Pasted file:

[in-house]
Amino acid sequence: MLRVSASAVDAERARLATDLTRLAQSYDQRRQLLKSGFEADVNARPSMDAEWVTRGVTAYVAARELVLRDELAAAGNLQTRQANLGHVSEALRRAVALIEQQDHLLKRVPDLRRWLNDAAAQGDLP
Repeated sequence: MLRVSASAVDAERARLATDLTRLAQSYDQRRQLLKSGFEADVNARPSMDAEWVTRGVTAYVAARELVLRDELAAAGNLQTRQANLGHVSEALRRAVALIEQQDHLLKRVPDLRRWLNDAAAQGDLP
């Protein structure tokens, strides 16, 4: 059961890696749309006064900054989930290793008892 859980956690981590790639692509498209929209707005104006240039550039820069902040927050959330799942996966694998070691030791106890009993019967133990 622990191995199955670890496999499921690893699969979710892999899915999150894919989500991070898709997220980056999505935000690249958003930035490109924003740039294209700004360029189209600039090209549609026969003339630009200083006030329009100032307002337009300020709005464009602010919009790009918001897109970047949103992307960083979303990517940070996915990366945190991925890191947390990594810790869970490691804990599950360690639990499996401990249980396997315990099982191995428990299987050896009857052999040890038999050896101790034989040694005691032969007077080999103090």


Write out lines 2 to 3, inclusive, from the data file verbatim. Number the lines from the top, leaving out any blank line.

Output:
Amino acid sequence: MLRVSASAVDAERARLATDLTRLAQSYDQRRQLLKSGFEADVNARPSMDAEWVTRGVTAYVAARELVLRDELAAAGNLQTRQANLGHVSEALRRAVALIEQQDHLLKRVPDLRRWLNDAAAQGDLP
Repeated sequence: MLRVSASAVDAERARLATDLTRLAQSYDQRRQLLKSGFEADVNARPSMDAEWVTRGVTAYVAARELVLRDELAAAGNLQTRQANLGHVSEALRRAVALIEQQDHLLKRVPDLRRWLNDAAAQGDLP